According to the National Geographic, every single week, Americans buy the equivalent of 1.7 billion half-liter bottles of water. That's more than five bottles of water for every man, woman, and child in the country, every single week.
Single-use water bottles are convenient. They're inexpensive. And on the surface, they seem like a healthy choice, especially when you compare them to other on-the-go drinks like soda.
But is bottled water really good for you? And what about its impact on the environment?
Bottled water and your health
While most of the tap water in the first world is safe, much of it is also loaded with contaminants like chlorine, lead, and fluoride.
So many people believe that by buying bottled water, they're actually getting a better product; the manufacturers themselves tout it as "pure." For example, Coca-Cola advertises Dasani as "pure, still water." It's actually just purified tap water.
According to www.allaboutwater.org, because federal regulations define bottled water as a "food" product, the Food and Drug Administration monitors it. On the other hand, tap water is regulated with stricter standards by the Environmental Protection agency.
Yet one-fifth of the bottled water brand tested in a 1999 National Resources Defense Council study tested positive for the presence of synthetic chemicals, including those used in the manufacturing of plastic, like phthalate.
Here’s the kicker: as water bottles age, greater amounts of phthalate leach into the water—and the water bottles you buy at the store are often at least one year old.
In other words, in some cases when you drink bottled water, you may be drinking plastic.
Bottled water and the environment
Roughly 1.5 million tons of plastic are expended in the bottling of 89 billion liters of water each year. It's estimated that 38 billion water bottles end up in landfill sites worldwide each year … and it takes between 500 and 1000 years for plastic to decompose.
Aside from plastic waste, the energy required to manufacture and transport bottled water to market severely drains limited fossil fuels.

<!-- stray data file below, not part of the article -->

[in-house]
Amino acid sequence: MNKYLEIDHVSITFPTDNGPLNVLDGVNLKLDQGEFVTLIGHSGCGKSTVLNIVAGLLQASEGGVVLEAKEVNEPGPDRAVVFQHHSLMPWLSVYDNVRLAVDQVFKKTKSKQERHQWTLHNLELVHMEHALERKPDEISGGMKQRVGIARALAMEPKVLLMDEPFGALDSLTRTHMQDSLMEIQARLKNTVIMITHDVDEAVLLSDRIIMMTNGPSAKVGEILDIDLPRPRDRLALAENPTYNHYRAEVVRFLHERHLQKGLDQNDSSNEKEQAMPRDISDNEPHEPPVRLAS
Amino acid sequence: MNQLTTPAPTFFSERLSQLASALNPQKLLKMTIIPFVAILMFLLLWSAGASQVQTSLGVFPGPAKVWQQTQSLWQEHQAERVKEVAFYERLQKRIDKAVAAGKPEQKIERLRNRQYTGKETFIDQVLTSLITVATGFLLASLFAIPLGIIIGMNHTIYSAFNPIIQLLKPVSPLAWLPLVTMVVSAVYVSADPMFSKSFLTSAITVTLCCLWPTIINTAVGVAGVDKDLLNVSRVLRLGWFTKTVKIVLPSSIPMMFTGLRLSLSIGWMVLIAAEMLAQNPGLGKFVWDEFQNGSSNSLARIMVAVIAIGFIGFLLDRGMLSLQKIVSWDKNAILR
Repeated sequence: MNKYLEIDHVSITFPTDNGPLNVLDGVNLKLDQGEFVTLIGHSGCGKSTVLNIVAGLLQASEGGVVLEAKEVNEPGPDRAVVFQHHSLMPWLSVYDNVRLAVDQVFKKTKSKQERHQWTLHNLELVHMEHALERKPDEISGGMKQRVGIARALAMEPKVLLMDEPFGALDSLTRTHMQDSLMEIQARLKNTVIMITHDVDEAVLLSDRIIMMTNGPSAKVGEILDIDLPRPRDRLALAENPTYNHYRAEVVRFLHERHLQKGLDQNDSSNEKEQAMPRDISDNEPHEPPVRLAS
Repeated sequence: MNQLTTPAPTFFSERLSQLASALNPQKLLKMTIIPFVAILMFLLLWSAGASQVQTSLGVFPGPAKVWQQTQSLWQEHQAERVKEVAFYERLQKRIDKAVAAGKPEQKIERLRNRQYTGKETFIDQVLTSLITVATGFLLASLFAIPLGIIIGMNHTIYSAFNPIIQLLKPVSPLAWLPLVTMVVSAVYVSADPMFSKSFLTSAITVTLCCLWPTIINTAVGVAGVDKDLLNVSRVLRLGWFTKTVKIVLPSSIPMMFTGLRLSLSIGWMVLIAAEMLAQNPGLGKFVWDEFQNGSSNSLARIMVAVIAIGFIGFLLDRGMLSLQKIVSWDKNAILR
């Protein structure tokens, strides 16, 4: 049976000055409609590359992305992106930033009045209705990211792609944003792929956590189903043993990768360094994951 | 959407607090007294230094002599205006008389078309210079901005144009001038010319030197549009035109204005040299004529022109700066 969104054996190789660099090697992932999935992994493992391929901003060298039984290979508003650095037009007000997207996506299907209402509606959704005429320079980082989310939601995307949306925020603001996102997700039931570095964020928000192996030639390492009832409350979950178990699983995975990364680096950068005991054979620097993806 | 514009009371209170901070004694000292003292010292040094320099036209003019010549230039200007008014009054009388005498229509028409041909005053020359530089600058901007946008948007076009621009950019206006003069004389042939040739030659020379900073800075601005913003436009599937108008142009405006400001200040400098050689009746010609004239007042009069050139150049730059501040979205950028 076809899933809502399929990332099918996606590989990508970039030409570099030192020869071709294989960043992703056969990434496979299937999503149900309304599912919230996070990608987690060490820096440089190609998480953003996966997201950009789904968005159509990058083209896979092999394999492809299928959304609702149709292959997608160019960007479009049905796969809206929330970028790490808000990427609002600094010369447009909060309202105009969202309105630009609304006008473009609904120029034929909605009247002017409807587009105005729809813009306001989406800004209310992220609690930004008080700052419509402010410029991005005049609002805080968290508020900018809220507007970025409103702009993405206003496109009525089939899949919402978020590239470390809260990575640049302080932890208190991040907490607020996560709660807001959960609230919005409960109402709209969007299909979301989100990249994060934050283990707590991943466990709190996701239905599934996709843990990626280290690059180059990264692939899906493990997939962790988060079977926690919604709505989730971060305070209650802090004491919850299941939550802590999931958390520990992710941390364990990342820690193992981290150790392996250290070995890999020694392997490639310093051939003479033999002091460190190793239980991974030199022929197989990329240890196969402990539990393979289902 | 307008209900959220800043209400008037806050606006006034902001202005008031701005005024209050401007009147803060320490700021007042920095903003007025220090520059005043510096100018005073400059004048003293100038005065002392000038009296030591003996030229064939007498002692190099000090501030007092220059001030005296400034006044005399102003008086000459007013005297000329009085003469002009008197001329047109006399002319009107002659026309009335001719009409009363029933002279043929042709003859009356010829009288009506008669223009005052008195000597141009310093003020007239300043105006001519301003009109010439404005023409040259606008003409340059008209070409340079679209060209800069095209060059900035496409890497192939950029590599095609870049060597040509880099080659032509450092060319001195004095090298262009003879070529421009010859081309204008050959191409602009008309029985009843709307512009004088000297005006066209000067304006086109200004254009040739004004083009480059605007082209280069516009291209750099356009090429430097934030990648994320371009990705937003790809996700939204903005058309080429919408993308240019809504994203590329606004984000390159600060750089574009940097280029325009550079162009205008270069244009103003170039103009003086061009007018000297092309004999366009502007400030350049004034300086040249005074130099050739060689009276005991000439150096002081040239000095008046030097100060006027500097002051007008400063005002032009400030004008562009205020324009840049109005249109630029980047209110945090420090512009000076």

How to drink healthy—and take care of the planet
Water filters are simply the best, healthiest solution: without creating a negative environmental impact, they remove contaminants from water.
There are so many options for at-home filtration systems, but the best ones include a combination of carbon, charcoal, ceramic, sand, and cloth. This combination draws out all contaminants in your water to make sure it's completely healthy!
You can buy point-of-use filters, which attach to your tap, as well as pitcher-style filters you fill from the top and can keep in the fridge.
Then, buy a reusable water bottle.
Be sure to buy a stainless steel bottle, or a plastic one that doesn't contain BPA. Look for bottles made of plastics #2, #4, or #5, which are not known to leach.
Be cautious of reusable aluminum bottles which often look like stainless steel but in some cases can contain a BPA liner.
In conclusion …
Single-use water bottles have a significant negative impact on the environment and potentially on your health.
By using filtered water from home, and drinking out of reusable, BPA-free water bottles, you can enjoy healthier water and have less of an impact on the environment.
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